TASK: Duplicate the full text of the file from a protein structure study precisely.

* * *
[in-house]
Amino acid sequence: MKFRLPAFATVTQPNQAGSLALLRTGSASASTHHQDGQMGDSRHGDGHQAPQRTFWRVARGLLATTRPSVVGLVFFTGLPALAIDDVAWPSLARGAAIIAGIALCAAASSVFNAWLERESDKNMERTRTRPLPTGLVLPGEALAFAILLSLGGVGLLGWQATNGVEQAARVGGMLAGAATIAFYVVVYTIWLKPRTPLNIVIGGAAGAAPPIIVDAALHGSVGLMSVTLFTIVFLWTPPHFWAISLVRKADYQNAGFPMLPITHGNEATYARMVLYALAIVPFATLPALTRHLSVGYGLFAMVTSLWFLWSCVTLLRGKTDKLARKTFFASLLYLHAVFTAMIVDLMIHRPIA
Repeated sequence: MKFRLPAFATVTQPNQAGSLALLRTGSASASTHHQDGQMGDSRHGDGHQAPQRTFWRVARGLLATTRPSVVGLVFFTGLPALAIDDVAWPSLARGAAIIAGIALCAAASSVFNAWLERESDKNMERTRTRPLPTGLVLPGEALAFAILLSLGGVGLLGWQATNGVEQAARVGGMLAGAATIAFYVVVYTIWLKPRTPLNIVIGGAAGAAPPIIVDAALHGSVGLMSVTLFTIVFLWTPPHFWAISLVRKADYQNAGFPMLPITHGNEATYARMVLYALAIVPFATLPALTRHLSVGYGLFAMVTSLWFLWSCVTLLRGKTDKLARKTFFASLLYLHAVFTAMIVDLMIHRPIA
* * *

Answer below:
[in-house]
Amino acid sequence: MKFRLPAFATVTQPNQAGSLALLRTGSASASTHHQDGQMGDSRHGDGHQAPQRTFWRVARGLLATTRPSVVGLVFFTGLPALAIDDVAWPSLARGAAIIAGIALCAAASSVFNAWLERESDKNMERTRTRPLPTGLVLPGEALAFAILLSLGGVGLLGWQATNGVEQAARVGGMLAGAATIAFYVVVYTIWLKPRTPLNIVIGGAAGAAPPIIVDAALHGSVGLMSVTLFTIVFLWTPPHFWAISLVRKADYQNAGFPMLPITHGNEATYARMVLYALAIVPFATLPALTRHLSVGYGLFAMVTSLWFLWSCVTLLRGKTDKLARKTFFASLLYLHAVFTAMIVDLMIHRPIA
Repeated sequence: MKFRLPAFATVTQPNQAGSLALLRTGSASASTHHQDGQMGDSRHGDGHQAPQRTFWRVARGLLATTRPSVVGLVFFTGLPALAIDDVAWPSLARGAAIIAGIALCAAASSVFNAWLERESDKNMERTRTRPLPTGLVLPGEALAFAILLSLGGVGLLGWQATNGVEQAARVGGMLAGAATIAFYVVVYTIWLKPRTPLNIVIGGAAGAAPPIIVDAALHGSVGLMSVTLFTIVFLWTPPHFWAISLVRKADYQNAGFPMLPITHGNEATYARMVLYALAIVPFATLPALTRHLSVGYGLFAMVTSLWFLWSCVTLLRGKTDKLARKTFFASLLYLHAVFTAMIVDLMIHRPIA